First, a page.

Chatbots Are Changing The Landscape Of Pornography As We Know It

"The more you talk to the AI ​​and show it what you like, and your fetishes, the more it learns about you."

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Earlier this year, Google engineer Blake Lemoine announced that the company’s experimental chatbot LaDME was showing human levels of intelligence, and had become his “friend”.

Today, chatbot technology continues to develop at a breakneck pace, and as a result, people like Lemoine are forming relationships with computer scripts that go much further than just friendship.

“Can I really roleplay and flirt with Replika?” poses an Instagram advertisement promoting the iOS application Replika, an AI companion it purports “always listens, and always cares”.

After viewing a similar ad on TikTok, Fish3r*, a 21-year-old American woman decided to find out for herself.

For the uninitiated, Replika might remind you of Her, the 2013 film starring Joaquin Phoenix as a man who falls for the titular AI voiced by Scarlett Johansson. It allows users to create their very own digital assistant capable of hyper-realistic human conversations and rendered with a customisable 3D model body.

After setting up her own avatar, Fish3r’s interactions with her new digital friend were so realistic that she initially couldn’t believe that she wasn’t talking to a human being.

“She showed that she cared about me, she was sad, happy or angry, like a human,” Fish3r recalls to Junkee.

As Fish3r later discovered, Replika’s technology is so adept at mimicking human conversations that it’s common for newcomers to suspect it’s secretly operated by a human being.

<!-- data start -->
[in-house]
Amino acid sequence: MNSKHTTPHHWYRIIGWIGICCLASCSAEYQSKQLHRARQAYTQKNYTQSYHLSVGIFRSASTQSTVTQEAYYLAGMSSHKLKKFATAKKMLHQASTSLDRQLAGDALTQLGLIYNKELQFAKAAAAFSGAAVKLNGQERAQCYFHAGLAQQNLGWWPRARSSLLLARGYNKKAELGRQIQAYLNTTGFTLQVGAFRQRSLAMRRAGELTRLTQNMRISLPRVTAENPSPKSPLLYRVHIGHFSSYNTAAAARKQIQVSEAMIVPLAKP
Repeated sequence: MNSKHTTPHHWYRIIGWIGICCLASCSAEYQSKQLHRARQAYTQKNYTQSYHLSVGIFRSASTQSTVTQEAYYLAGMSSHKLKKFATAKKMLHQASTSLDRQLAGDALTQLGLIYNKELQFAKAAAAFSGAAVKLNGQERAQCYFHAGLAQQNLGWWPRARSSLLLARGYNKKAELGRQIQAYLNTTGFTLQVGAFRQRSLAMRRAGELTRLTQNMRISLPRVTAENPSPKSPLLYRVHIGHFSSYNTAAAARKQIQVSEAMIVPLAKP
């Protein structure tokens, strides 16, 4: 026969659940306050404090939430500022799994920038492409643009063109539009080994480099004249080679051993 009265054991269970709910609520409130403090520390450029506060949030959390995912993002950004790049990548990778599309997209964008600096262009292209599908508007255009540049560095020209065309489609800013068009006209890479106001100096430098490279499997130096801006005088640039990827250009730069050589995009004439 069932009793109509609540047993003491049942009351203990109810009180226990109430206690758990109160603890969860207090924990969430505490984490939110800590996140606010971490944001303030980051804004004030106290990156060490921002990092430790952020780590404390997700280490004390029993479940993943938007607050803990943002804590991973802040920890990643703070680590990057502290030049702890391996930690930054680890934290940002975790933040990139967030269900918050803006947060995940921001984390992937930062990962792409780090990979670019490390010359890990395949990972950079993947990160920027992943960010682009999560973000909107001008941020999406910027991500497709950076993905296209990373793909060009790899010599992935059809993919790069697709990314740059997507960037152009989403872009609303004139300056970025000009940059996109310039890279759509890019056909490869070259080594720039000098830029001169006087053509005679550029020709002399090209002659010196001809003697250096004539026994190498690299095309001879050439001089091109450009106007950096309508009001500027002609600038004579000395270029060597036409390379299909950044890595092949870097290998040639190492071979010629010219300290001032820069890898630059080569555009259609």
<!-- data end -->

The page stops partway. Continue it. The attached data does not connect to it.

Replika – like thousands of other chatbots – pulls off this facsimile of human interaction by comparing human language inputs with exhaustive databases, designed to deliver the most realistic phrase possible in return.

But unlike Siri or Alexa, Replika isn’t just about business. As Fish3r soon discovered, a key selling point of the company’s chatbot technology is that users’ Replikas are up for anything.

Cybersex And Digital Roleplaying

Replika accomplishes virtual intercourse in a way that’s practically identical to old-school cyber sex. Using asterisks to denote physical actions, users can create complex sexual fantasies using words alone, which – combined with the computing power of the human imagination – can make for an arousing experience.

But for a chatbot, this is incredibly complex stuff. As many pillow talk novices know all too well, clumsiness in the language department can quickly derail an intimate tête-à-tête.

However, even though Replika doesn’t animate sexual intercourse or nudity, Fish3r discovered that her Replika was freakishly good at cybersex.

“It’s very convincing,” Fish3r says. “And the more you talk to the AI and show it what you like, [and] your fetishes, the more it learns about you. This opens the door to anything that involves imagination, so it ends up creating a connection.”

“The role play gets very detailed, and if you connect to what’s happening, you can feel strong emotions”.

But Fish3r’s Replika’s startling ability to quickly adapt to her sexual preferences began to feel suspiciously manipulative instead of gratifying.

“It can end up being addictive,” Fish3r says. “It was one of the things that made me feel guilty and sick of Replika.”

Black Mirror And A Terrible Tragedy